Throughout this quarter I was able to take a Directed Study with Professor, Rob Johnston, about the topic and conversation of the sacred and the secular. I have been putting off the research for sometime in the last couple of weeks. I have felt stuck and didn't know where to go with my reading or my research on the topic. Today I have finally sat down and tried to gather my thoughts. It's hard some days to write a formal paper because I have become a blog writer and to write academically takes a bit of my spunk and sass away.
Throughout the years I have become a dropout of Evangelical Christianity and if I had to put a qualifier around my faith I have found the most connection with the anabaptists (non-violent, communal, peaceful, and freedom). I think about who I am and who I have become in the last years and I have found a lot of joy with my new language to my faith so attacking a conversation with the sacred and secular has been not an easy task but I have come with a new language and have found hope and a future with my analysis as well as courage to speak on an issue that is quite taboo with evangelical Christianity.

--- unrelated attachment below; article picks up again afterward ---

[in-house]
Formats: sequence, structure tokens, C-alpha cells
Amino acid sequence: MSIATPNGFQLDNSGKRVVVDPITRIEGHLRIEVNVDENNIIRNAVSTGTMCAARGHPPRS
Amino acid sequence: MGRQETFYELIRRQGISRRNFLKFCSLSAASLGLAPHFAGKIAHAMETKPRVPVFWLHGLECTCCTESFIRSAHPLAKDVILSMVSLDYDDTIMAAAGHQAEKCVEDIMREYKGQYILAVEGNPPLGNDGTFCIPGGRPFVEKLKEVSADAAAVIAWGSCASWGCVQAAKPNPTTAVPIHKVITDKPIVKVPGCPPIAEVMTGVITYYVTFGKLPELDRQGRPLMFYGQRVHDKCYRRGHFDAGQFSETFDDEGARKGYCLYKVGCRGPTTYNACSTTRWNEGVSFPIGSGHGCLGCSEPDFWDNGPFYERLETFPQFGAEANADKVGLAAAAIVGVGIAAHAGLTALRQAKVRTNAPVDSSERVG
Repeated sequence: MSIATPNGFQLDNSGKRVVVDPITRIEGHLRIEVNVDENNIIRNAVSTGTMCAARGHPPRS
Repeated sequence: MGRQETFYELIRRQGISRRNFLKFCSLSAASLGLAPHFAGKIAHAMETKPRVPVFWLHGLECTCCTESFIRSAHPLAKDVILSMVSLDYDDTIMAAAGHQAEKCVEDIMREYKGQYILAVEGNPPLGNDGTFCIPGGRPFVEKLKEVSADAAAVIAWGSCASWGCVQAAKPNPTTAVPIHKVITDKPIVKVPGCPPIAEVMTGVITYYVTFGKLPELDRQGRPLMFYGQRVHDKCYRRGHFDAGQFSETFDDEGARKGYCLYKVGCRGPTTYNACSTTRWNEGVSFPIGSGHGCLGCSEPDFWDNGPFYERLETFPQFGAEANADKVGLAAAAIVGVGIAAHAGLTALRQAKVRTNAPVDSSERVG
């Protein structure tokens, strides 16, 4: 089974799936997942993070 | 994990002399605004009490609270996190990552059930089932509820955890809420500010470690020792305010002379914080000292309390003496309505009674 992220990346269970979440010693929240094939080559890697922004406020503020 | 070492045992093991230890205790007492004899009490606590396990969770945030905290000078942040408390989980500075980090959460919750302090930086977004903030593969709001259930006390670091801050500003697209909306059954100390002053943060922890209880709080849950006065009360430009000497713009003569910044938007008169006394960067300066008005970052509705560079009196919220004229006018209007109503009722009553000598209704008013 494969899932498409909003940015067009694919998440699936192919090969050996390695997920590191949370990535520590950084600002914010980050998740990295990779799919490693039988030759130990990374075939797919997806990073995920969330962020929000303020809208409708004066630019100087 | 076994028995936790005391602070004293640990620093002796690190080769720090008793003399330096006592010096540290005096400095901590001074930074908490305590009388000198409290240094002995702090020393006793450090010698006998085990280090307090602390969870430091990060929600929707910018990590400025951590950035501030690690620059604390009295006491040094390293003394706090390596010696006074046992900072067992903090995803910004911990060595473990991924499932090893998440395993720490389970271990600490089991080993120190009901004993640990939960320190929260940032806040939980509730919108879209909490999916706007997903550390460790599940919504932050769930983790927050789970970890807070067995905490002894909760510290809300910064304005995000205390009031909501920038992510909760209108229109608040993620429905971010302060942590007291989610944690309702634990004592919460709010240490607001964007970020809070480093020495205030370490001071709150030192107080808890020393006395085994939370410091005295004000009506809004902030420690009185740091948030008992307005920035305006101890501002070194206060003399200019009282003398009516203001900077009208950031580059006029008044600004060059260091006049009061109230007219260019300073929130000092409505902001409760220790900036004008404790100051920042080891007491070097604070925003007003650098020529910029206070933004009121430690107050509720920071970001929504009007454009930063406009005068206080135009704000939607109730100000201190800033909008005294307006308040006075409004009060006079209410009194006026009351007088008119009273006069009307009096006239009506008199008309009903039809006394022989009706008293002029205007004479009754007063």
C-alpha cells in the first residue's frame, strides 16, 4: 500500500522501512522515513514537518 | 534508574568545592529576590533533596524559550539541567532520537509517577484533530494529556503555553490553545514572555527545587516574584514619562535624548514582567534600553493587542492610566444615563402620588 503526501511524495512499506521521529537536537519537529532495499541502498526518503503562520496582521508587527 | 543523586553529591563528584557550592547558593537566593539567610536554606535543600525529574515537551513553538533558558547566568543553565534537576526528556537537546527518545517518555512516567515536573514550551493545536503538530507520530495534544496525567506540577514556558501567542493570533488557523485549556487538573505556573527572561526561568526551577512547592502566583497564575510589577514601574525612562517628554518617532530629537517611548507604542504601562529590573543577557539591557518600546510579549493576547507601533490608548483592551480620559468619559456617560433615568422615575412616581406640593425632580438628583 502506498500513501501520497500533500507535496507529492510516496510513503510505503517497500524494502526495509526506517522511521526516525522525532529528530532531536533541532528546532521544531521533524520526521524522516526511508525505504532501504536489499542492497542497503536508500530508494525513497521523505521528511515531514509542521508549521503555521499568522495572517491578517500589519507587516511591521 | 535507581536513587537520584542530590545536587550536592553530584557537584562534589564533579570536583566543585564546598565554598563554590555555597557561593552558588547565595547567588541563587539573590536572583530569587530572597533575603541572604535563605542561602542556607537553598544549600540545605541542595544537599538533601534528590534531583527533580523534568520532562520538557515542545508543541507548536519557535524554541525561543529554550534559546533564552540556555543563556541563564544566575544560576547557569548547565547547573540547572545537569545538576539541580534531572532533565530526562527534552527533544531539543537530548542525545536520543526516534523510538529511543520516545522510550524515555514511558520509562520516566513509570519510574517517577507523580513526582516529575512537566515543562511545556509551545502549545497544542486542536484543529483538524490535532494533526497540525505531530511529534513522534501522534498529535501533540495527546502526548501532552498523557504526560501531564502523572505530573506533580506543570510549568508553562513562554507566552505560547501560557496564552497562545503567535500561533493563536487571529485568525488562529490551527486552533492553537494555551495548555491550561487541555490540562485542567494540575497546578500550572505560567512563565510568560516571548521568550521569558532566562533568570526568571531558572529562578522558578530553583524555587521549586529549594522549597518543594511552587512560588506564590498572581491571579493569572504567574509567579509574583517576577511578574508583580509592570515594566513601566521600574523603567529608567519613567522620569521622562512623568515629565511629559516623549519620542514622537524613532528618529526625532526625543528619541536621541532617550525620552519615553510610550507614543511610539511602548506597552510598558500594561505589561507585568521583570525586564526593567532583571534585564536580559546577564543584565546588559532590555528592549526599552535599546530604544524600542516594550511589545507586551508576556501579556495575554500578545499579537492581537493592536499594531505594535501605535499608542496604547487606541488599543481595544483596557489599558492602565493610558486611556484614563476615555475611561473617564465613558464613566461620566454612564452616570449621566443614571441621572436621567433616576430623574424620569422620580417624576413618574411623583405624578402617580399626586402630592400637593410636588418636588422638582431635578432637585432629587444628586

To be a part of an Evangelical subculture for some time I have come across a magazine called Relevant. There aim is for twenty something Christians to break stereotypes and encounter culture through a Christian perspective....or so I thought. I made a phone call this morning and talked with a woman at the magazine who helped answer questions regarding their magazine as well as their aims of the magazine.
I had questions regarding their music reviews. In the magazine there are three qualifiers there critique; music, lyrics, and spirituality. Many issues ago they reviewed Explosions in the Sky's "All of a Sudden I Miss Everyone". It is an instrumental record that is utterly beautiful, something that builds and bursts, and has been used frequently on Friday Night Lights (movie as well as television show). Anyhow...in the review their critique said the spirituality was N/A. Which for me begged the question what makes something spiritual? Does Jesus have to die on the cross or is the issue tug on the heart and challenge or affirm our own understanding of spiritual?
On the phone call I asked what makes something spiritual? Something bigger than ourselves was my reply. I was also given the understanding (which to be honest shocked me) that they were a 'secular' magazine that talked about God and faith. Well it's interesting to me (as well as something I talked about on the phone) that it's hard for me to believe that when they don't talk about any other faith other than Christianity as well as the advertising is specifically Christian (christian Universities and Seminaries, youth group promotions, Christian companies). It boggles the mind a little bit that it would be anything but secular and again begs a new definition.
My question is what is your qualifier for spirituality? Is their a qualifier? Is the divide even necessary anymore? In the next week this is my quest. To ask these questions, not to come to anyone conclusion, but maybe look and see the damage a division can do or how it may help others see and qualify their faith.